For over 220 years Virginia law called for juries to sentence criminal defendants if the defendant elected to have a jury trial. If the defendant chooses to have a trial by judge, then the judge would sentence the defendant upon being found guilty. In Virginia, like many other states, juries tend to award far harsher sentences than judges. Typically, the average jury will sentence a defendant to four years longer than a judge would for the same crime. One of the reasons that juries have traditionally given longer sentences is that they do not receive the benefit of a sentencing report and guidelines like a judge would.

The jury is told that the Virginia code, for example, requires a sentence between one and ten years, and they are left to decide any number in that range. Whereas a Judge, who has seen hundreds, or even thousands of similar cases, receives a sentencing report that will recommend a sentence, which could be on the extreme low side of the possible sentence range allowed for in the code. Therefore, you could easily have a judge sentence a defendant to two years per sentencing guidelines, where the jury could sentence the same defendant to eight or nine years per the Virginia Code.

Due to this long standing and well-known disparity between judges and juries when it comes to sentencing, many defendants would waive their Constitutional right to a jury trial. Nearly ninety percent of felony charges in Virginia are resolved by a plead deal. This hammer, used to persuade defendants waive their right to a jury trial, cleared court dockets and allowed for the State to hire fewer Judges and Commonwealth Attorneys.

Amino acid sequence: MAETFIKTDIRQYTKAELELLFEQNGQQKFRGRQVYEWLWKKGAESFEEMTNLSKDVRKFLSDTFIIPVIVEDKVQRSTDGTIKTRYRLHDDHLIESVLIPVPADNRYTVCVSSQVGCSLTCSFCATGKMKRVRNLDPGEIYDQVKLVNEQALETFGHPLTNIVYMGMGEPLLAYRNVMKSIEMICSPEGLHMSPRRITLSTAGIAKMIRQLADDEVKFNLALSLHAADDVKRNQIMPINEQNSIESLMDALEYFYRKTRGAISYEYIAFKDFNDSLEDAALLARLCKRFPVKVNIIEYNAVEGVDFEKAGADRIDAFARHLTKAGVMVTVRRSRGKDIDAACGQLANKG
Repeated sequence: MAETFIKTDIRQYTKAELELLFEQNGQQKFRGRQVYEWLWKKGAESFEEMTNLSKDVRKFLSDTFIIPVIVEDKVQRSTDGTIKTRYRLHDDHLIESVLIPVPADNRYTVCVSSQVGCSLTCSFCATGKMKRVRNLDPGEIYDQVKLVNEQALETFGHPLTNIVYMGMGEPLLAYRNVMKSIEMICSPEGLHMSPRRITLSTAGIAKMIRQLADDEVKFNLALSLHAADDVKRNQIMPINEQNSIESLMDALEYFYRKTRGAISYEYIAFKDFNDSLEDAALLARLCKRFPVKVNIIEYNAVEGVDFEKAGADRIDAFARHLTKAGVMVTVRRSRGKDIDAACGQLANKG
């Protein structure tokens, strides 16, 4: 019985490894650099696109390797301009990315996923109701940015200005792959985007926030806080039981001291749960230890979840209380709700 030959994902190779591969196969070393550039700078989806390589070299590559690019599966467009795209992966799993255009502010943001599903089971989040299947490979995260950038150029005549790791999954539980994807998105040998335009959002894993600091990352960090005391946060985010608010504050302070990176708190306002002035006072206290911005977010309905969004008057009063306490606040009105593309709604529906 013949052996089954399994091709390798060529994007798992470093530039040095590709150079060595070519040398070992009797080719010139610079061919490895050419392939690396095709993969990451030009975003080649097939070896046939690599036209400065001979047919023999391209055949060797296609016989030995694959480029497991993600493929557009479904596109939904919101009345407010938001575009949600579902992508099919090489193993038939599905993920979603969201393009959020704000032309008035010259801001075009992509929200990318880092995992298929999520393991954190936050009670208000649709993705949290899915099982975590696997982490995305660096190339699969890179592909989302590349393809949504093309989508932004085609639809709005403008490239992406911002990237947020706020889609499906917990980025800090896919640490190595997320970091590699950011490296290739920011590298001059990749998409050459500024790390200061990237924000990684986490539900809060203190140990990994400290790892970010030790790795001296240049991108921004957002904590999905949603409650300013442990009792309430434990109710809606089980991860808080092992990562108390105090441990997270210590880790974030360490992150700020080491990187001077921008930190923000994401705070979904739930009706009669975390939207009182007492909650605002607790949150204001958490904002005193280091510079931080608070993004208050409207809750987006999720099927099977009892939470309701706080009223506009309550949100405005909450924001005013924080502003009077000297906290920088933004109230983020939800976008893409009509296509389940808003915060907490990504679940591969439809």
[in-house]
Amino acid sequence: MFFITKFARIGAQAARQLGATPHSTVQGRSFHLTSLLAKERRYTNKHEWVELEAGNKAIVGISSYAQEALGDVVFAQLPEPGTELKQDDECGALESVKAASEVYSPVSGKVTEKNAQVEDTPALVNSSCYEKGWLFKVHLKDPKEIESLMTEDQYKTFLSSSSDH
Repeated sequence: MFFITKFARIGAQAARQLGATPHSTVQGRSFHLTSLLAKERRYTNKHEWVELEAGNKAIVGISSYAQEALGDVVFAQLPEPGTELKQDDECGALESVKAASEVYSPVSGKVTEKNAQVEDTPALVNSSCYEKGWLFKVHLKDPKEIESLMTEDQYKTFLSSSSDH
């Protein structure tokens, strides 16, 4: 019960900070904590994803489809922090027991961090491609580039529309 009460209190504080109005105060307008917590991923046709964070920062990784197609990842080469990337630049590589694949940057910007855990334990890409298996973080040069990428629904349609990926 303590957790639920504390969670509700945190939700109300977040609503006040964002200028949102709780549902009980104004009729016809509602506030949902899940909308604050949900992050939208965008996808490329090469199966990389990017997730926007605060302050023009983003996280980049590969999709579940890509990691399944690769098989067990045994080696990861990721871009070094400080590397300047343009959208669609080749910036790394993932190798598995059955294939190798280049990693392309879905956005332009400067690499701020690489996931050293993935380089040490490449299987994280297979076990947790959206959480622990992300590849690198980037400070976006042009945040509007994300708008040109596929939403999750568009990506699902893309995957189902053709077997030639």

Effective July 1, 2021 this centuries old law, used to discourage defendants from exercising their Constitutional right to a jury trial, has been ended.

Virginia Code section 19.2-295 was amended to state;

“Within the limits prescribed by law, the court shall ascertain the term of confinement in the state correctional facility or in jail and the amount of fine, if any, when a person is convicted of a criminal offense, unless the accused is tried by a jury and has requested that the jury ascertain punishment.”

Now, a defendant will only be sentenced by a jury upon his request. There are a few very good reasons why a defendant may wish to be sentenced by a jury. If the defendant has a long criminal record and he knows the sentencing guidelines are going to come back on the high side, then he may want to have a jury decide.

Since judges normally do not stray much from the guidelines, there is a good chance the judge will sentence high in this case. But, a jury, who does not have access to the sentencing guidelines may come back with a shorter term of incarceration than would a Judge.

I like the idea that defendants will now be able to exercise their Constitutional right to a jury trial without having to suffer from an intentionally built-in bias against them. I am a bit concerned that this would create a situation where too many defendants will choose a jury trial and it may overload the court system.

However, I am not convinced the system will actually become overloaded because prosecutors still have many tools at their disposal to encourage plead deals. In the future we will be able to look back and see if the warnings of overwhelmed courts were accurate.